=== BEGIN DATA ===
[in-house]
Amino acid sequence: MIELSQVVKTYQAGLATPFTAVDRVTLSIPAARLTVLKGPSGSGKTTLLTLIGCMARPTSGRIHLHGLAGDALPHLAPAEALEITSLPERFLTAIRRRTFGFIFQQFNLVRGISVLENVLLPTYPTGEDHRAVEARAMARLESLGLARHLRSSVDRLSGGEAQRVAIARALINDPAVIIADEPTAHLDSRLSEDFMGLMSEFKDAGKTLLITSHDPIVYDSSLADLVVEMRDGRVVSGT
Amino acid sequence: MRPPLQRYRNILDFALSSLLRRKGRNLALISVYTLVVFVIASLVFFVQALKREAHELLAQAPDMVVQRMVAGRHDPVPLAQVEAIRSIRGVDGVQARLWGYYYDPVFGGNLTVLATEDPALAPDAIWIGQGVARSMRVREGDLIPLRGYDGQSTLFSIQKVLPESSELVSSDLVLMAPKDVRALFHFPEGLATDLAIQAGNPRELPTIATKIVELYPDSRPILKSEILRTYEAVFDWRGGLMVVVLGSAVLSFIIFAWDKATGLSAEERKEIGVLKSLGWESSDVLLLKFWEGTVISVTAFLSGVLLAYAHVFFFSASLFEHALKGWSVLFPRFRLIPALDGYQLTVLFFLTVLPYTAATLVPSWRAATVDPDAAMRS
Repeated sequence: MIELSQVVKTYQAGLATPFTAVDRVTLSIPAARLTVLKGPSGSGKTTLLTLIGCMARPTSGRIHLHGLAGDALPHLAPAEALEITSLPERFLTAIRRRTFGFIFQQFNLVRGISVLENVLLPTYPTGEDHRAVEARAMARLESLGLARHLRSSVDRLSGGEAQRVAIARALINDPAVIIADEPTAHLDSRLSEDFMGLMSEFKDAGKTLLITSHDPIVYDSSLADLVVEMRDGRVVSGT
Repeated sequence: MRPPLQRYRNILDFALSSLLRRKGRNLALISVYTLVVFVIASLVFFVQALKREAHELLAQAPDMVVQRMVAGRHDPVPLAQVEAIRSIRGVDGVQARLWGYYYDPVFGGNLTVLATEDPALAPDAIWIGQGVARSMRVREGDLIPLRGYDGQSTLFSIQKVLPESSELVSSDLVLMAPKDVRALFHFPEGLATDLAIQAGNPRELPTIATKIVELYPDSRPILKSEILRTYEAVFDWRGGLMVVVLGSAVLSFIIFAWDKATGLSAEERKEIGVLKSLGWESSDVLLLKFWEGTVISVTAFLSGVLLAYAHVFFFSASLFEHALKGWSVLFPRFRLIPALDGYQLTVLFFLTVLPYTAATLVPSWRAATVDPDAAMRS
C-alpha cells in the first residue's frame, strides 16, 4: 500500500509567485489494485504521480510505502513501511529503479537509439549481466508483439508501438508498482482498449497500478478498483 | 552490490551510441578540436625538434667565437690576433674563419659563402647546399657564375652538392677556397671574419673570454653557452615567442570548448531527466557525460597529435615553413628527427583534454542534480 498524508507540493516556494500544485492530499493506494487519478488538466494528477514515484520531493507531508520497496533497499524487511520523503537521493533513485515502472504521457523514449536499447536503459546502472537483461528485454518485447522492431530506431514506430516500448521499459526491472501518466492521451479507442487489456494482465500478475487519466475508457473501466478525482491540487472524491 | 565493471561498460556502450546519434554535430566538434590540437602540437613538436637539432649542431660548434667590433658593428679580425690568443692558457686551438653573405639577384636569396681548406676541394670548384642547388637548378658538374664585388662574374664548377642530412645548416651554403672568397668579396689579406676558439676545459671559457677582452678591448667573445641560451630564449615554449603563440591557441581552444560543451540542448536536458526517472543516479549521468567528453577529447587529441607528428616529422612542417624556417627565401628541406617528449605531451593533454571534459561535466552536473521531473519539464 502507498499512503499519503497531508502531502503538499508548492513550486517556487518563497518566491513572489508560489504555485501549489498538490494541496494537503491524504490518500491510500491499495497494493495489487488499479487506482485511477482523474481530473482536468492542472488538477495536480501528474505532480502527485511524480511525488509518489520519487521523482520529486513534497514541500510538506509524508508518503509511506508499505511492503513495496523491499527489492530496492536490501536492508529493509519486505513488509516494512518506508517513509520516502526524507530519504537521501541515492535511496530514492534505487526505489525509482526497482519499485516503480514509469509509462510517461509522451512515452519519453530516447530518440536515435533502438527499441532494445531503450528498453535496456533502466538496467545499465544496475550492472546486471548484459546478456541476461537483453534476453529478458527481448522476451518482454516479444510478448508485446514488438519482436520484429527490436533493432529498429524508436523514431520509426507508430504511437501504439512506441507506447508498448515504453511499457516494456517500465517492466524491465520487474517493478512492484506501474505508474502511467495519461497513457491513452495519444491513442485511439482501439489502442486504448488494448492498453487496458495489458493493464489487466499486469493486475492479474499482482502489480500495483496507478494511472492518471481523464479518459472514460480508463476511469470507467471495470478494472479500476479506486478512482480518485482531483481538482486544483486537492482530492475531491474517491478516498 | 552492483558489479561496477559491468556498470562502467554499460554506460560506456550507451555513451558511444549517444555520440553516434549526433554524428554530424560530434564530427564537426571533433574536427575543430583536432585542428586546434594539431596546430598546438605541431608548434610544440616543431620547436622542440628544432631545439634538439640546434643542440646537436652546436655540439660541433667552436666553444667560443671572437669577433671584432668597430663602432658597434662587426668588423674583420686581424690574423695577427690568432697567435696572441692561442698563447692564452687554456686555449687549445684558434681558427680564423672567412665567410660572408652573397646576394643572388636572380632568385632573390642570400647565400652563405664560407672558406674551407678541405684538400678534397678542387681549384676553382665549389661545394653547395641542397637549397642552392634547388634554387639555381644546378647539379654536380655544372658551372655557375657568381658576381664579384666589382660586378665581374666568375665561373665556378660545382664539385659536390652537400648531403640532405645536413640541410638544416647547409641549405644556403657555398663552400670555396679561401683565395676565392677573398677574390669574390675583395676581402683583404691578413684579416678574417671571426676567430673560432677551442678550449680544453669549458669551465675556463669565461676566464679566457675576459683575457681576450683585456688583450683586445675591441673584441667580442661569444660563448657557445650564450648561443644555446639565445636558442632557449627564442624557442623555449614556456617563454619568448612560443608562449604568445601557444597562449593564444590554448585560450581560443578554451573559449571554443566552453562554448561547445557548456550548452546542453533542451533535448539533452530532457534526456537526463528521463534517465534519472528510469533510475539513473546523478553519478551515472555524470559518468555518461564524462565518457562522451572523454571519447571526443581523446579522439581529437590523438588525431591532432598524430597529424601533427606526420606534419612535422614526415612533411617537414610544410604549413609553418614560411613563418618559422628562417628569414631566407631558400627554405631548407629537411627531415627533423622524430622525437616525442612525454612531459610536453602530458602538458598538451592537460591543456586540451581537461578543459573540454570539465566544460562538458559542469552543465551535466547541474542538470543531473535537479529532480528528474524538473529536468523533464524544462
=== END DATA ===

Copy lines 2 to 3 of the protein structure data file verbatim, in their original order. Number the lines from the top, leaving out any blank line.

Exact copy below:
Amino acid sequence: MIELSQVVKTYQAGLATPFTAVDRVTLSIPAARLTVLKGPSGSGKTTLLTLIGCMARPTSGRIHLHGLAGDALPHLAPAEALEITSLPERFLTAIRRRTFGFIFQQFNLVRGISVLENVLLPTYPTGEDHRAVEARAMARLESLGLARHLRSSVDRLSGGEAQRVAIARALINDPAVIIADEPTAHLDSRLSEDFMGLMSEFKDAGKTLLITSHDPIVYDSSLADLVVEMRDGRVVSGT
Amino acid sequence: MRPPLQRYRNILDFALSSLLRRKGRNLALISVYTLVVFVIASLVFFVQALKREAHELLAQAPDMVVQRMVAGRHDPVPLAQVEAIRSIRGVDGVQARLWGYYYDPVFGGNLTVLATEDPALAPDAIWIGQGVARSMRVREGDLIPLRGYDGQSTLFSIQKVLPESSELVSSDLVLMAPKDVRALFHFPEGLATDLAIQAGNPRELPTIATKIVELYPDSRPILKSEILRTYEAVFDWRGGLMVVVLGSAVLSFIIFAWDKATGLSAEERKEIGVLKSLGWESSDVLLLKFWEGTVISVTAFLSGVLLAYAHVFFFSASLFEHALKGWSVLFPRFRLIPALDGYQLTVLFFLTVLPYTAATLVPSWRAATVDPDAAMRS